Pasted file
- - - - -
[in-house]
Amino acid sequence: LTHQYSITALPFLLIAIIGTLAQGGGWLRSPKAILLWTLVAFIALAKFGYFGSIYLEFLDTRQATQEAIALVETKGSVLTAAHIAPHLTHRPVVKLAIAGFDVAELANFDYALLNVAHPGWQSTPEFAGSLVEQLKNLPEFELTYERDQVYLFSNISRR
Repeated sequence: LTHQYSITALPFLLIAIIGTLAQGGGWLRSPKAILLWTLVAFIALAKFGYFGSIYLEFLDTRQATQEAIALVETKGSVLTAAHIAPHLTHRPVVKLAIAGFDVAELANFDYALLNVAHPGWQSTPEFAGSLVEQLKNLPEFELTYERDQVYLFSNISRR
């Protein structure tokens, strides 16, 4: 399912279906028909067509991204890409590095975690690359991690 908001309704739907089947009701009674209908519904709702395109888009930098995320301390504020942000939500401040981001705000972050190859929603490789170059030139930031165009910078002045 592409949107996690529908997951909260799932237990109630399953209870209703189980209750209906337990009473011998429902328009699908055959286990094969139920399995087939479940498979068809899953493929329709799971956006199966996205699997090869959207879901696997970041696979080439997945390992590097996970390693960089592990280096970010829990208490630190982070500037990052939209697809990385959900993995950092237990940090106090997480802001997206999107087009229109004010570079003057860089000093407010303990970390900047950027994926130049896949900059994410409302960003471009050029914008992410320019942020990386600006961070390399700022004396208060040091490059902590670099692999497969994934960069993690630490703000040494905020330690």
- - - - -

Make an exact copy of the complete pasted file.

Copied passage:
[in-house]
Amino acid sequence: LTHQYSITALPFLLIAIIGTLAQGGGWLRSPKAILLWTLVAFIALAKFGYFGSIYLEFLDTRQATQEAIALVETKGSVLTAAHIAPHLTHRPVVKLAIAGFDVAELANFDYALLNVAHPGWQSTPEFAGSLVEQLKNLPEFELTYERDQVYLFSNISRR
Repeated sequence: LTHQYSITALPFLLIAIIGTLAQGGGWLRSPKAILLWTLVAFIALAKFGYFGSIYLEFLDTRQATQEAIALVETKGSVLTAAHIAPHLTHRPVVKLAIAGFDVAELANFDYALLNVAHPGWQSTPEFAGSLVEQLKNLPEFELTYERDQVYLFSNISRR
């Protein structure tokens, strides 16, 4: 399912279906028909067509991204890409590095975690690359991690 908001309704739907089947009701009674209908519904709702395109888009930098995320301390504020942000939500401040981001705000972050190859929603490789170059030139930031165009910078002045 592409949107996690529908997951909260799932237990109630399953209870209703189980209750209906337990009473011998429902328009699908055959286990094969139920399995087939479940498979068809899953493929329709799971956006199966996205699997090869959207879901696997970041696979080439997945390992590097996970390693960089592990280096970010829990208490630190982070500037990052939209697809990385959900993995950092237990940090106090997480802001997206999107087009229109004010570079003057860089000093407010303990970390900047950027994926130049896949900059994410409302960003471009050029914008992410320019942020990386600006961070390399700022004396208060040091490059902590670099692999497969994934960069993690630490703000040494905020330690």